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The HR Specialist: Texas Employment Law

In the era of #MeToo and #TimesUp, the Texas Supreme Court just refused to broadly define sexual harassment in the workplace. Instead, the court found that generalized harassment at work—even if it’s morally reprehensible—doesn’t necessarily violate the Texas Commission on Human Rights Act.

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Take note if you have rules against speaking languages other than English at work: That could constitute race discrimination under Section 1981 of the Civil Rights Act of 1866.

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Ever thought you might be able to skirt the Fair Labor Standards Act’s overtime provisions by arranging for related entities to “share” the same employees? Courts aren’t likely to buy the arrangement.

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Signature Industrial Services, a refinery services company in Beaumont, faces an EEOC lawsuit after it fired three brothers, allegedly because they have hemophilia.

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A federal court has refused to overturn earlier decisions holding that, in Texas, state agencies are exempt from the federal Age Discrimination in Employment Act.

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When hiring or promoting from within, make sure you document why the chosen candidate is better qualified than others.

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When it comes to disciplining employees, details make a big difference. Be sure you include enough information in your investigation reports so you can later explain, for example, why one employee deserved harsher punishment than another who made a similar mistake.

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If you find you have to pay more to fill open positions than incumbent employees are currently making, be ready with a good explanation for why new hires command bigger paychecks than staff members who were hired years earlier.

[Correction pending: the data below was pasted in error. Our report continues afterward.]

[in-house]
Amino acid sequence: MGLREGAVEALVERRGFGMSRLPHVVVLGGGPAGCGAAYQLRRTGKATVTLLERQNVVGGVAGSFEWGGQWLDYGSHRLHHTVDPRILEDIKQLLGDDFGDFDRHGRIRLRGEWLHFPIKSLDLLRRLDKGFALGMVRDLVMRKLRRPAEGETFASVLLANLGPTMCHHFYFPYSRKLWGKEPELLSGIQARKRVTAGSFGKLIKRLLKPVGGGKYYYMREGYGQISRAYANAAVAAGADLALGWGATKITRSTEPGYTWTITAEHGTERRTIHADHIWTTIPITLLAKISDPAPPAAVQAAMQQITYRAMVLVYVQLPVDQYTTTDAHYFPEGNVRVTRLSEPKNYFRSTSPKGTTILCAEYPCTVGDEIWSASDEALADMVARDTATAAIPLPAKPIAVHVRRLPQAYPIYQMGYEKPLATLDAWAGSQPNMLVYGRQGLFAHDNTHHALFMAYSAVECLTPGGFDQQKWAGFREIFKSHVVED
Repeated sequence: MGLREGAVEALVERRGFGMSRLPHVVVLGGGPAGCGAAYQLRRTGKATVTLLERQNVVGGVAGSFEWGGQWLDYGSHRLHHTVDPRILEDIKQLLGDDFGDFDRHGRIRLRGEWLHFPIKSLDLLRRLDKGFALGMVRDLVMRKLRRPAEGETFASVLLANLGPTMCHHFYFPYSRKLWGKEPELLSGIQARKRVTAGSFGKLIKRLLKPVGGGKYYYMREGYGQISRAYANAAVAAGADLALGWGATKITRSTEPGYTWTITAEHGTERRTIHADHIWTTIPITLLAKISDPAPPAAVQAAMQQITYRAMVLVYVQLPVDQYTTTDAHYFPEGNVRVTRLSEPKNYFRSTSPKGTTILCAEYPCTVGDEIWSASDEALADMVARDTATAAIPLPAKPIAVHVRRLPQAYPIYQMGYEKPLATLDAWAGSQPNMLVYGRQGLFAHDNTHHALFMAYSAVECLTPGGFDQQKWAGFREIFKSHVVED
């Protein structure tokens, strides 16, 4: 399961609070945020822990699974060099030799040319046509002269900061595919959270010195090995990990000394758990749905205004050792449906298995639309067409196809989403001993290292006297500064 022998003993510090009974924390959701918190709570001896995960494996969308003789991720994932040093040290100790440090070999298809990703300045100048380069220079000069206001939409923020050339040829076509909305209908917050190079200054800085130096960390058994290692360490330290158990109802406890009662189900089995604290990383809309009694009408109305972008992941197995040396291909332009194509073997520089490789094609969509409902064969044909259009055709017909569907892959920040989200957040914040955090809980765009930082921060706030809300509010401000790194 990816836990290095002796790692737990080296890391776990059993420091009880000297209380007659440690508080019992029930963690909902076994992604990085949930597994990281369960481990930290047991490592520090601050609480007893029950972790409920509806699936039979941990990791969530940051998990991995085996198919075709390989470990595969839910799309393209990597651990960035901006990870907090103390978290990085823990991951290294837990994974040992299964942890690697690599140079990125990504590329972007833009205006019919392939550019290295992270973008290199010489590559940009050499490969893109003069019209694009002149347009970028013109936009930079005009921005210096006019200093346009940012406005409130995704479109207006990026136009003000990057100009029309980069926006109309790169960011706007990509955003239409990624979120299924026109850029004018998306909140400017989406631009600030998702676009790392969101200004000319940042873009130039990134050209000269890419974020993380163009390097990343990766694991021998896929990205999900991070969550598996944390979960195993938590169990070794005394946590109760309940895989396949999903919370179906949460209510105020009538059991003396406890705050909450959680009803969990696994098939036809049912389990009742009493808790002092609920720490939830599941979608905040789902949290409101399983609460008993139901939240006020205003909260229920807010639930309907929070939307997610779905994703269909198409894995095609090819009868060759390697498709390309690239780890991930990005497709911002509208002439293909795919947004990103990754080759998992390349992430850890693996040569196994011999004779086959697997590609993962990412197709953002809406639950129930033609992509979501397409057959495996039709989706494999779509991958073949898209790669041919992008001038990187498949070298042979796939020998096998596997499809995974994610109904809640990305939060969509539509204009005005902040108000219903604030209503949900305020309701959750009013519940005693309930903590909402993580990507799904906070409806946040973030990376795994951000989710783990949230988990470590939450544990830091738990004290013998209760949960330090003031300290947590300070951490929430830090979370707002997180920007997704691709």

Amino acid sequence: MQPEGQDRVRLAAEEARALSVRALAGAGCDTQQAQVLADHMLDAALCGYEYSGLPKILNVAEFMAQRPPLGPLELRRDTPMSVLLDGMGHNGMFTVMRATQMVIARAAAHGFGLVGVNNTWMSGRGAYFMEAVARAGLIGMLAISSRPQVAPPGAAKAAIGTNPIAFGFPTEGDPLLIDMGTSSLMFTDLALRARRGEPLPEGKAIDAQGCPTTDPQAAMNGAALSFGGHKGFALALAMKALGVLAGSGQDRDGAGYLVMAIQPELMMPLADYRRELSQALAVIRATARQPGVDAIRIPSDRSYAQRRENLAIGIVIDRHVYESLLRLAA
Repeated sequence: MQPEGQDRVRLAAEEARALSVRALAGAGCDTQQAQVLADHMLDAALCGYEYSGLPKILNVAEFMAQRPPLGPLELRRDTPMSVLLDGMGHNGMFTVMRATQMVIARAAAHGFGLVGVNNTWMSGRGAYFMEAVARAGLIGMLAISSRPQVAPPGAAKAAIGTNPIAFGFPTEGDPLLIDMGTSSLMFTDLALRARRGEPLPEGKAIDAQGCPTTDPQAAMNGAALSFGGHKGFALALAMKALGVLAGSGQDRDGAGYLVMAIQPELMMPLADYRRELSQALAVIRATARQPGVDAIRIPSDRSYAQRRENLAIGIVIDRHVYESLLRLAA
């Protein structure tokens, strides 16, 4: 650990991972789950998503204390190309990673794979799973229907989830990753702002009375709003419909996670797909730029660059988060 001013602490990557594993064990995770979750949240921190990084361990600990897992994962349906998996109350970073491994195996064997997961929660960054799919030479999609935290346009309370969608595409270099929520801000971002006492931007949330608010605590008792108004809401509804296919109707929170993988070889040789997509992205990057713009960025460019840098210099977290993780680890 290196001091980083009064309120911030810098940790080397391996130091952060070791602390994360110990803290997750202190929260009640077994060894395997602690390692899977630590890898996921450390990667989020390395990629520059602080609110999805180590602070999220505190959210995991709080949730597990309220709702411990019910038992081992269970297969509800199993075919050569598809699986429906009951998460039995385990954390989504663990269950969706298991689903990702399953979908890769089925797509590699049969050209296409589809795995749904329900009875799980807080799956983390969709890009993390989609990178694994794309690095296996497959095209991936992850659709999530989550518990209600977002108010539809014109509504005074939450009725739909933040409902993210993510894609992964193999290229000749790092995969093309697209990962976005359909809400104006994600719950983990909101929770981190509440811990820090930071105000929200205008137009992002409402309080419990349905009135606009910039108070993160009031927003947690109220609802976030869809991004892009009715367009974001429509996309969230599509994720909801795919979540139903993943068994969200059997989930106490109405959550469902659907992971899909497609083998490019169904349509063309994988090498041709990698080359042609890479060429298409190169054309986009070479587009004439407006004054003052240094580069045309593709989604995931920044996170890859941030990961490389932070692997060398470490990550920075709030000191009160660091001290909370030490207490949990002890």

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A federal court hearing an anti-gay discrimination case in Texas has avoided ruling on whether sexual orientation discrimination is sex discrimination under Title VII. It did so by concluding that the employee didn’t show she had actually experienced sex discrimination.

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There’s a simple way to prevent lawsuits over missed promotions. Post all internal opportunities and encourage all employees to apply. If you don’t, workers may sue, alleging that the real reason they were denied a promotion was because of some kind of illegal discrimination.

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A school counselor who sued because she thought discrimination had cost her a promotion has lost her appeal. Being turned down wasn’t an adverse employment action. And when there’s no adverse action, there can be no discrimination.

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Treat all employees impartially and you’ll rarely end up on the losing end of a discrimination lawsuit.

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A worker who was seriously injured while driving to mandatory training is eligible for workers’ compensation.

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Employees who take FMLA leave are not immune to discipline discovered while they are out on FMLA leave or after they return to work.

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A federal court considering an overtime dispute recently dismissed the lawsuit because it didn’t include enough details—but then told the workers they could file an amended complaint addressing the deficiencies.

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Employers are required to make reasonable accommodations for a worker’s religious practices, including letting workers skip shifts for religious holidays. But it is up to the worker to actually request the accommodation. Missing a shift without asking can be grounds for discharge.

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Lowe’s Home Centers has agreed to pay $55,000 to settle charges it violated the ADA when it demoted a supervisor at its store in Cleburne, Texas.

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A federal court has vacated a portion of the EEOC’s wellness program regulations, effective Jan. 1, 2019.

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While motivation for this new provision was a well-intentioned nod to the #MeToo movement, it may have unforeseen consequences. 

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Workers have just 300 days following an alleged violation to file an EEOC complaint claiming ADA disability discrimination. The clock starts ticking when the reasonable accommodation the employee requested is turned down, even if the employer then provided a different accommodation instead of the requested one.

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